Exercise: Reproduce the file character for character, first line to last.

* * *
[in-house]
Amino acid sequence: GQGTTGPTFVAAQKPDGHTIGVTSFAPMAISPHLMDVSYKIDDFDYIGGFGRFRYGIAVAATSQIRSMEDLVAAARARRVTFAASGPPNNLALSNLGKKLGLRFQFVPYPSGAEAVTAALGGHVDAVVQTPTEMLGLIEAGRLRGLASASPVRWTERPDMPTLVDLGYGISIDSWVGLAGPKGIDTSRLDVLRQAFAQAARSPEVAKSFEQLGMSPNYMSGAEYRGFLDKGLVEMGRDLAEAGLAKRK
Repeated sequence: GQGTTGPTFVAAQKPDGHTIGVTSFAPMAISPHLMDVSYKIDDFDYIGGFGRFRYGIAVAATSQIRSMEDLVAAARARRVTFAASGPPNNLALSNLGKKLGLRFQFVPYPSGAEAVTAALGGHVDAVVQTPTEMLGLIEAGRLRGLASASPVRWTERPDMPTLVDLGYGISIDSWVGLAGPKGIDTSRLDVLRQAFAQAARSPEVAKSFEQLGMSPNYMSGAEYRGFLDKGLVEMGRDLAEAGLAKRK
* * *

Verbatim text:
[in-house]
Amino acid sequence: GQGTTGPTFVAAQKPDGHTIGVTSFAPMAISPHLMDVSYKIDDFDYIGGFGRFRYGIAVAATSQIRSMEDLVAAARARRVTFAASGPPNNLALSNLGKKLGLRFQFVPYPSGAEAVTAALGGHVDAVVQTPTEMLGLIEAGRLRGLASASPVRWTERPDMPTLVDLGYGISIDSWVGLAGPKGIDTSRLDVLRQAFAQAARSPEVAKSFEQLGMSPNYMSGAEYRGFLDKGLVEMGRDLAEAGLAKRK
Repeated sequence: GQGTTGPTFVAAQKPDGHTIGVTSFAPMAISPHLMDVSYKIDDFDYIGGFGRFRYGIAVAATSQIRSMEDLVAAARARRVTFAASGPPNNLALSNLGKKLGLRFQFVPYPSGAEAVTAALGGHVDAVVQTPTEMLGLIEAGRLRGLASASPVRWTERPDMPTLVDLGYGISIDSWVGLAGPKGIDTSRLDVLRQAFAQAARSPEVAKSFEQLGMSPNYMSGAEYRGFLDKGLVEMGRDLAEAGLAKRK